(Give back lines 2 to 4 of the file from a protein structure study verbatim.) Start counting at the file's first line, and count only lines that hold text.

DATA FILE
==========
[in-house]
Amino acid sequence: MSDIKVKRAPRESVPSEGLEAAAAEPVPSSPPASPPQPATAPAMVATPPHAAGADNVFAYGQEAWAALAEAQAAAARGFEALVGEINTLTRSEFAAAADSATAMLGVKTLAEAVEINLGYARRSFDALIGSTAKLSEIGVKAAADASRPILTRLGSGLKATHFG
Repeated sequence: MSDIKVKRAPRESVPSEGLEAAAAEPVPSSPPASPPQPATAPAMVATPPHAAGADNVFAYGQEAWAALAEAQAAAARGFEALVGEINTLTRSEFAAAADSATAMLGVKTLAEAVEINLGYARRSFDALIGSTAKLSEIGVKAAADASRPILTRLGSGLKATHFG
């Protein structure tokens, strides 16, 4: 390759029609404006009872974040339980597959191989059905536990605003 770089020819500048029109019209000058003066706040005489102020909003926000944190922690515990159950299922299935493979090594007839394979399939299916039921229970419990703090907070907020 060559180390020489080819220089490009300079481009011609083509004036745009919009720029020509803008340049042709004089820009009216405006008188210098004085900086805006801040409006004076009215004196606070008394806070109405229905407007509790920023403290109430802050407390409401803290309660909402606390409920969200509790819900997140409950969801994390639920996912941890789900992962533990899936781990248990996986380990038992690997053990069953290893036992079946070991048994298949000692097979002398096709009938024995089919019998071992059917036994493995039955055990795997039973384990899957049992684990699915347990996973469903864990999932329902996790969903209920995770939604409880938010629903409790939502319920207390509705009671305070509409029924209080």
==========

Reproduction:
Amino acid sequence: MSDIKVKRAPRESVPSEGLEAAAAEPVPSSPPASPPQPATAPAMVATPPHAAGADNVFAYGQEAWAALAEAQAAAARGFEALVGEINTLTRSEFAAAADSATAMLGVKTLAEAVEINLGYARRSFDALIGSTAKLSEIGVKAAADASRPILTRLGSGLKATHFG
Repeated sequence: MSDIKVKRAPRESVPSEGLEAAAAEPVPSSPPASPPQPATAPAMVATPPHAAGADNVFAYGQEAWAALAEAQAAAARGFEALVGEINTLTRSEFAAAADSATAMLGVKTLAEAVEINLGYARRSFDALIGSTAKLSEIGVKAAADASRPILTRLGSGLKATHFG
């Protein structure tokens, strides 16, 4: 390759029609404006009872974040339980597959191989059905536990605003 770089020819500048029109019209000058003066706040005489102020909003926000944190922690515990159950299922299935493979090594007839394979399939299916039921229970419990703090907070907020 060559180390020489080819220089490009300079481009011609083509004036745009919009720029020509803008340049042709004089820009009216405006008188210098004085900086805006801040409006004076009215004196606070008394806070109405229905407007509790920023403290109430802050407390409401803290309660909402606390409920969200509790819900997140409950969801994390639920996912941890789900992962533990899936781990248990996986380990038992690997053990069953290893036992079946070991048994298949000692097979002398096709009938024995089919019998071992059917036994493995039955055990795997039973384990899957049992684990699915347990996973469903864990999932329902996790969903209920995770939604409880938010629903409790939502319920207390509705009671305070509409029924209080």